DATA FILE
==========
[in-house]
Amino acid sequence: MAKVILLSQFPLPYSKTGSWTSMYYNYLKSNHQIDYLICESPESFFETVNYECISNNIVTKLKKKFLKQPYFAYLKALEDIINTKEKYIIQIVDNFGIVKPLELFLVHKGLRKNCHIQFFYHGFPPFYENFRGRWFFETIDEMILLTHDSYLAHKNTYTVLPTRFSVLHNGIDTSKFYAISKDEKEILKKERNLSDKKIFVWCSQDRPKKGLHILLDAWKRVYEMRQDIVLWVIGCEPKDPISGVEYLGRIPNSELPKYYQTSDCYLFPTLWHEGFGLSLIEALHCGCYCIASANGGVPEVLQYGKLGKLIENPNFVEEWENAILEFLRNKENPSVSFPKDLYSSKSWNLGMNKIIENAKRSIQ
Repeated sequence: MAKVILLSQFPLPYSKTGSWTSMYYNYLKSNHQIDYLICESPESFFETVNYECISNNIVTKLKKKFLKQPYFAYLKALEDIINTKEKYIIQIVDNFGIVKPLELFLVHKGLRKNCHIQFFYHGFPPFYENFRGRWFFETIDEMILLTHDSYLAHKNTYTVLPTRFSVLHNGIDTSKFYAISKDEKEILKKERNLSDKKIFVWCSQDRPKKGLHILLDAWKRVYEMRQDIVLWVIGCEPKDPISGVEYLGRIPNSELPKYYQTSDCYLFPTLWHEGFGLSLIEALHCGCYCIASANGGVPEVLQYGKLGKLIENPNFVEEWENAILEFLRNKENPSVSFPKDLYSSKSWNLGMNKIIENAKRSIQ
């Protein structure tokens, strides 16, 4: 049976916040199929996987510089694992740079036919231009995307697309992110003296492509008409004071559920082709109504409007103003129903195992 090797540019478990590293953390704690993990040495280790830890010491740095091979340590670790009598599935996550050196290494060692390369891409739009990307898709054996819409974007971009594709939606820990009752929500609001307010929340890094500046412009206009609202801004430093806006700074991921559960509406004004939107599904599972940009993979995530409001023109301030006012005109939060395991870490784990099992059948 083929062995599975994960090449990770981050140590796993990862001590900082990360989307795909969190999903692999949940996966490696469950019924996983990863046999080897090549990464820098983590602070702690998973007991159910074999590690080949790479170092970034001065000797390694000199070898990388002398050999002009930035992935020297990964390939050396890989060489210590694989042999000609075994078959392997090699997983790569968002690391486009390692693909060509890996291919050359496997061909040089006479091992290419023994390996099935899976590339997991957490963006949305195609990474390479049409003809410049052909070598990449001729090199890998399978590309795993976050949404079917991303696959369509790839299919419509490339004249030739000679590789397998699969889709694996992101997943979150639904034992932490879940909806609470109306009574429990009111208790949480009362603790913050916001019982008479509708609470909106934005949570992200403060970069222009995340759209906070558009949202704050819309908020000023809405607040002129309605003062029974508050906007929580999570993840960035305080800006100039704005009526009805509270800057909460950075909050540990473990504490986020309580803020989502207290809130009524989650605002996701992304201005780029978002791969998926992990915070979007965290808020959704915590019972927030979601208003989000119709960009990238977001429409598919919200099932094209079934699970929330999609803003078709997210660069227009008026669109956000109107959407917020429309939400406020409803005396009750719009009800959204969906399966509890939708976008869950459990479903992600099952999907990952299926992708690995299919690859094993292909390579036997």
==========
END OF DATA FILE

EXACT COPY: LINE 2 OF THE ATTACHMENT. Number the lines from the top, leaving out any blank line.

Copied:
Amino acid sequence: MAKVILLSQFPLPYSKTGSWTSMYYNYLKSNHQIDYLICESPESFFETVNYECISNNIVTKLKKKFLKQPYFAYLKALEDIINTKEKYIIQIVDNFGIVKPLELFLVHKGLRKNCHIQFFYHGFPPFYENFRGRWFFETIDEMILLTHDSYLAHKNTYTVLPTRFSVLHNGIDTSKFYAISKDEKEILKKERNLSDKKIFVWCSQDRPKKGLHILLDAWKRVYEMRQDIVLWVIGCEPKDPISGVEYLGRIPNSELPKYYQTSDCYLFPTLWHEGFGLSLIEALHCGCYCIASANGGVPEVLQYGKLGKLIENPNFVEEWENAILEFLRNKENPSVSFPKDLYSSKSWNLGMNKIIENAKRSIQ